Women & pensions - time to get serious

Getting to grip with life policies

 

The age at which people can start to take the state pension is changing and women are particularly affected. Until 5 April 2010, women were still able to receive a state pension, but a woman currently aged 45 now has to wait until she is 67 for her state pension.

Some studies show that women can be better money managers than men because they tend to be more conservative and do their homework. However, a recent Scottish Widows ‘Women and Pensions’ report (October 2013) stated "by the time they retire, 41% of women have realised they didn’t prepare adequately compared with only 24% of men".

Status is immaterial

Single, separated, divorced and widowed women are in no different a position from a man when it comes to the need to provide for adequate income in later life. Any woman or man relying on state pension benefits alone will be in for a great disappointment.

Married women and those in civil partnerships or long-term relationships, may be relying on their partner’s pension to provide for them as well. This ignores the possibility of their partner’s death, or even divorce, separation or one of the many other potential major upheavals in life.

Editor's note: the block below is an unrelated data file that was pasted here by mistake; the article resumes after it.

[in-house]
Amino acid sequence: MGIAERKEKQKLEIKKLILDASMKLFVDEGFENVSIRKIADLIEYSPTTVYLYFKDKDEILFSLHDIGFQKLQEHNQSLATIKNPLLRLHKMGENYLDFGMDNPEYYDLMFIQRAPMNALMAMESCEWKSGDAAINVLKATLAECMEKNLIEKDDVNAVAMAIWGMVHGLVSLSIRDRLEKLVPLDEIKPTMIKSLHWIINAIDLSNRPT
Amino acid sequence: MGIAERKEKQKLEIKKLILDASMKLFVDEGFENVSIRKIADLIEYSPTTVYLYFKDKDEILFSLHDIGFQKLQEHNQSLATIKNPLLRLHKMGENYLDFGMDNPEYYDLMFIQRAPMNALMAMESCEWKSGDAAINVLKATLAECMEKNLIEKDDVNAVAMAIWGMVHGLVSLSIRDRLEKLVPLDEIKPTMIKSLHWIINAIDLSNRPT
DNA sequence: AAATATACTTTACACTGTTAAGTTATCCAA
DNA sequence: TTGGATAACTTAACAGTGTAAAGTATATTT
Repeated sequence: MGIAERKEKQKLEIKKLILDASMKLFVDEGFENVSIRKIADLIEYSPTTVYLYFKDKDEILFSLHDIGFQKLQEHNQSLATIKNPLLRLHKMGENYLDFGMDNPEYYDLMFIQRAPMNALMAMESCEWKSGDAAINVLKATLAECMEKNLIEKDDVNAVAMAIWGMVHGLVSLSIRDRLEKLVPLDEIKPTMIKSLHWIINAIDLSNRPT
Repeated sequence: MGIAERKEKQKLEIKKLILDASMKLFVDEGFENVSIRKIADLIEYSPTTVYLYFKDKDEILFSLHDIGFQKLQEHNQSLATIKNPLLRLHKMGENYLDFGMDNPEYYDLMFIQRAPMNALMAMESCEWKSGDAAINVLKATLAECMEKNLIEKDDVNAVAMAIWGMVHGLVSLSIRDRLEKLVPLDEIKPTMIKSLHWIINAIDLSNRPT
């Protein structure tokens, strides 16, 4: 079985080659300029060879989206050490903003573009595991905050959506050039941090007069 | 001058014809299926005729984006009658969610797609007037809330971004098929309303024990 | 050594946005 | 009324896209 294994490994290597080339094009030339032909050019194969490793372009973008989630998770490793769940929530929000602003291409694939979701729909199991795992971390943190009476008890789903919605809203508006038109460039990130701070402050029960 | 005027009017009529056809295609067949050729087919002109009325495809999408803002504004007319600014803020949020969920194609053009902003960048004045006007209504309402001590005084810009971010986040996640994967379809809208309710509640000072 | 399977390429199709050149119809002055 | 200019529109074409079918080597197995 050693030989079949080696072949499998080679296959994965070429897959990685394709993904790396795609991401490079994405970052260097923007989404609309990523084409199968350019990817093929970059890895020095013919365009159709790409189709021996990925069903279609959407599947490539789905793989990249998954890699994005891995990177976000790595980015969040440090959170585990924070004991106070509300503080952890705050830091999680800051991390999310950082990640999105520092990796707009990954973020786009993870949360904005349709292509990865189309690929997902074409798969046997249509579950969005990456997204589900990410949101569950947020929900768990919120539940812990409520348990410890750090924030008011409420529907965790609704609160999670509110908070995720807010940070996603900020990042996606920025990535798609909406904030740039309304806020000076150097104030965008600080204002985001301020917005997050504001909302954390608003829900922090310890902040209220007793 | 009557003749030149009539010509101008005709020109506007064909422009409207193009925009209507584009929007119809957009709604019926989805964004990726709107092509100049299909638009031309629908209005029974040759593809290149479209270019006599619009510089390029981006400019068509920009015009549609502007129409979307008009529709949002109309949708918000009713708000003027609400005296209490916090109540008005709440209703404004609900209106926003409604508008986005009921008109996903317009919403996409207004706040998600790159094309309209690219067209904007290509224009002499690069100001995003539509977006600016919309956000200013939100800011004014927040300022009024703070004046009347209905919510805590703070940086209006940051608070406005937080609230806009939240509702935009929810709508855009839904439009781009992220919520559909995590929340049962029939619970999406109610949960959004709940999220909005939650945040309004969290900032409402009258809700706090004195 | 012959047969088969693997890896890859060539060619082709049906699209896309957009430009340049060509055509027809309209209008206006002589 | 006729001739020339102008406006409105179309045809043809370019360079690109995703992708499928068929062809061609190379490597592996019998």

A divorced woman may now receive some pension benefit if her former spouse or civil partner had a pension. However, this is most unlikely to be anywhere near the real value of the income in retirement that she might have expected if they had stayed together.

Redundancy of a spouse or partner

Women planning for their future also have to contend with the redundancy of a husband or partner, or the failure of their business. In such events pension contributions naturally cease and any resulting pension would be very much reduced.

Tax savings

There are often sound reasons in many families for ensuring that both spouses or partners have pensions. It is still common to encounter wives who have little or no income in retirement and are therefore not making full use of their personal allowance, under which currently the first £10,000 of their income is tax-free (subject to age allowance and reductions for high income levels). A wife or partner who is able to produce a pension (including her state pension) of up to £10,000 a year, in present day values, will receive every penny. We are here to advise you should you need help with pension planning.

The value of your investment and the income from it can go down as well as up and you may not get back the full amount you invested. Past performance is not a reliable indicator of future performance. Any levels and bases of, and reliefs from taxation, are subject to change. Tax and pension laws can change.

 

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The information in this article does not constitute advice and should be used for informational purposes only. This content has been provided to Helm Godfrey by Taxbriefs.